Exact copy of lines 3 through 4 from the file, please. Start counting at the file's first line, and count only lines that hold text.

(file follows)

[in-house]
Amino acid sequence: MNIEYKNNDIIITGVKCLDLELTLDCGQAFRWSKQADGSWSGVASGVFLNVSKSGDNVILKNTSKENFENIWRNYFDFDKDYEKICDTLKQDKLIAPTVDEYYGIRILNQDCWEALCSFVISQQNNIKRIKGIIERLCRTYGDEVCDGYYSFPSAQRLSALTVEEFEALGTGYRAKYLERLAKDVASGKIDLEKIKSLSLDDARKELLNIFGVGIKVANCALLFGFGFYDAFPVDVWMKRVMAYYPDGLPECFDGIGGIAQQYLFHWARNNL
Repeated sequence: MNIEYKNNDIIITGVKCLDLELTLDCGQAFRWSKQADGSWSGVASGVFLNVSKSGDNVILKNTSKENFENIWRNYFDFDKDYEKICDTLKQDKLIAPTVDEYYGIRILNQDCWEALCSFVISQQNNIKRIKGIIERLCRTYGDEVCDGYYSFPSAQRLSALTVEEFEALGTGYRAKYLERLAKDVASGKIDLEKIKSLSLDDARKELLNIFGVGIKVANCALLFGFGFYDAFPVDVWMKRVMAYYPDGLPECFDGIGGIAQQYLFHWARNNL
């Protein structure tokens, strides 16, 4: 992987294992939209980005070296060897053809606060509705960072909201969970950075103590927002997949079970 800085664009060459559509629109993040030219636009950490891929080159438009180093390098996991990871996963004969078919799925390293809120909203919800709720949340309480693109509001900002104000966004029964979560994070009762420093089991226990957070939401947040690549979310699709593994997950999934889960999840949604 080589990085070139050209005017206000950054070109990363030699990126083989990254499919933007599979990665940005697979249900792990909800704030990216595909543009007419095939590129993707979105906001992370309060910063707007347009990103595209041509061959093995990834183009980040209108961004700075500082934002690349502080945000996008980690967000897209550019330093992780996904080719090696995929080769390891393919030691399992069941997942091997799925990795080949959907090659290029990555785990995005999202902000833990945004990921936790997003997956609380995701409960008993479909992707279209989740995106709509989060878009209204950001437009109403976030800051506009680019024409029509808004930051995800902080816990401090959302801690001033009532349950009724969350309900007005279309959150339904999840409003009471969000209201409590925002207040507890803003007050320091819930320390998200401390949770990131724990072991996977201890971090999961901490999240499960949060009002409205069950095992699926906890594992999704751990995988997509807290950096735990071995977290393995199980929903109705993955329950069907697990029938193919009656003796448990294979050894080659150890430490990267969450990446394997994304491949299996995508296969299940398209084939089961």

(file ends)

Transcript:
Repeated sequence: MNIEYKNNDIIITGVKCLDLELTLDCGQAFRWSKQADGSWSGVASGVFLNVSKSGDNVILKNTSKENFENIWRNYFDFDKDYEKICDTLKQDKLIAPTVDEYYGIRILNQDCWEALCSFVISQQNNIKRIKGIIERLCRTYGDEVCDGYYSFPSAQRLSALTVEEFEALGTGYRAKYLERLAKDVASGKIDLEKIKSLSLDDARKELLNIFGVGIKVANCALLFGFGFYDAFPVDVWMKRVMAYYPDGLPECFDGIGGIAQQYLFHWARNNL
């Protein structure tokens, strides 16, 4: 992987294992939209980005070296060897053809606060509705960072909201969970950075103590927002997949079970 800085664009060459559509629109993040030219636009950490891929080159438009180093390098996991990871996963004969078919799925390293809120909203919800709720949340309480693109509001900002104000966004029964979560994070009762420093089991226990957070939401947040690549979310699709593994997950999934889960999840949604 080589990085070139050209005017206000950054070109990363030699990126083989990254499919933007599979990665940005697979249900792990909800704030990216595909543009007419095939590129993707979105906001992370309060910063707007347009990103595209041509061959093995990834183009980040209108961004700075500082934002690349502080945000996008980690967000897209550019330093992780996904080719090696995929080769390891393919030691399992069941997942091997799925990795080949959907090659290029990555785990995005999202902000833990945004990921936790997003997956609380995701409960008993479909992707279209989740995106709509989060878009209204950001437009109403976030800051506009680019024409029509808004930051995800902080816990401090959302801690001033009532349950009724969350309900007005279309959150339904999840409003009471969000209201409590925002207040507890803003007050320091819930320390998200401390949770990131724990072991996977201890971090999961901490999240499960949060009002409205069950095992699926906890594992999704751990995988997509807290950096735990071995977290393995199980929903109705993955329950069907697990029938193919009656003796448990294979050894080659150890430490990267969450990446394997994304491949299996995508296969299940398209084939089961």